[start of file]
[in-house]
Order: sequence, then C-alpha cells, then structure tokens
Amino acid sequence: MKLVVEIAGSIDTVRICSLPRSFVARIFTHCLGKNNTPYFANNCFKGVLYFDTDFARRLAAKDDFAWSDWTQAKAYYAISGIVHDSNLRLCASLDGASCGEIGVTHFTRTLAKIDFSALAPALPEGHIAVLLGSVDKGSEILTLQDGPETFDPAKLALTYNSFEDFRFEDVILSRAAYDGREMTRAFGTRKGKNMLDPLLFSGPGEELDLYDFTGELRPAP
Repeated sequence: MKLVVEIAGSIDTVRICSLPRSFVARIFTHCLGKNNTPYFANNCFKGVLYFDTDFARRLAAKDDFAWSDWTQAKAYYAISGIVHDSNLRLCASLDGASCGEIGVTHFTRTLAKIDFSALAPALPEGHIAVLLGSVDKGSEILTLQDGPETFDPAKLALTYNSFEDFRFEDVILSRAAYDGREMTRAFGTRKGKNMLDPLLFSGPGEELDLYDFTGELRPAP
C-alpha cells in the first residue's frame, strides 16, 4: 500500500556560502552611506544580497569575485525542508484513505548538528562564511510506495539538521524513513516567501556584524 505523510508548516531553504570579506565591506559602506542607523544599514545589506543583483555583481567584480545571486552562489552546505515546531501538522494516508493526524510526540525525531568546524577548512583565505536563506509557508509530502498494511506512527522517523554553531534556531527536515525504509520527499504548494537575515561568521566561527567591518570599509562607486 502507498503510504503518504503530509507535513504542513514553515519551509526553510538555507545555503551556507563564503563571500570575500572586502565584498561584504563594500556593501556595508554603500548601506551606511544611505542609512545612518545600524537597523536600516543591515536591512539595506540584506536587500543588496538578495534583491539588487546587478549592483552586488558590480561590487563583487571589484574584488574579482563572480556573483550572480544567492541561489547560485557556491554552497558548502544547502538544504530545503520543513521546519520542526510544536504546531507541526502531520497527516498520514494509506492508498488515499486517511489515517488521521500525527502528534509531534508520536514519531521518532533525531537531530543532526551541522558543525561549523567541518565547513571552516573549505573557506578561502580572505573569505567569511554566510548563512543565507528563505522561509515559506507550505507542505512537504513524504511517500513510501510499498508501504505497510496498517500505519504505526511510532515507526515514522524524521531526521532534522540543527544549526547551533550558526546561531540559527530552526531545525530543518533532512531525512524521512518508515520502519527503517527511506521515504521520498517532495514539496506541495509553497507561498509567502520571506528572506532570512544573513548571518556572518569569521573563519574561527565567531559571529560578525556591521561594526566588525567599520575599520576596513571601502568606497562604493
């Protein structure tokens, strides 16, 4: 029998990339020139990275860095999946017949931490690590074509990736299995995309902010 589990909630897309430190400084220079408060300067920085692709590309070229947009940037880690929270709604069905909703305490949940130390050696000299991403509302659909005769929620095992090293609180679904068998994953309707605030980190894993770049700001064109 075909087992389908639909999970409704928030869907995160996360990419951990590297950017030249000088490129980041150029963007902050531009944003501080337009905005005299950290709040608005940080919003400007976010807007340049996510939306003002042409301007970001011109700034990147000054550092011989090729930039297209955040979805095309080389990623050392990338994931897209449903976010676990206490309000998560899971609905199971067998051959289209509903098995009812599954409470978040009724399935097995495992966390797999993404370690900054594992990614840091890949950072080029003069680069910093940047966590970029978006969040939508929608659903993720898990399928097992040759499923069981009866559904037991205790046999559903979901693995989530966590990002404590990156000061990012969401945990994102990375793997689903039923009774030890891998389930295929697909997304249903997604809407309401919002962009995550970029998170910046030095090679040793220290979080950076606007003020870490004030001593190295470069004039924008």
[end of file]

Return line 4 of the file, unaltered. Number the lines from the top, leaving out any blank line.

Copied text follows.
Repeated sequence: MKLVVEIAGSIDTVRICSLPRSFVARIFTHCLGKNNTPYFANNCFKGVLYFDTDFARRLAAKDDFAWSDWTQAKAYYAISGIVHDSNLRLCASLDGASCGEIGVTHFTRTLAKIDFSALAPALPEGHIAVLLGSVDKGSEILTLQDGPETFDPAKLALTYNSFEDFRFEDVILSRAAYDGREMTRAFGTRKGKNMLDPLLFSGPGEELDLYDFTGELRPAP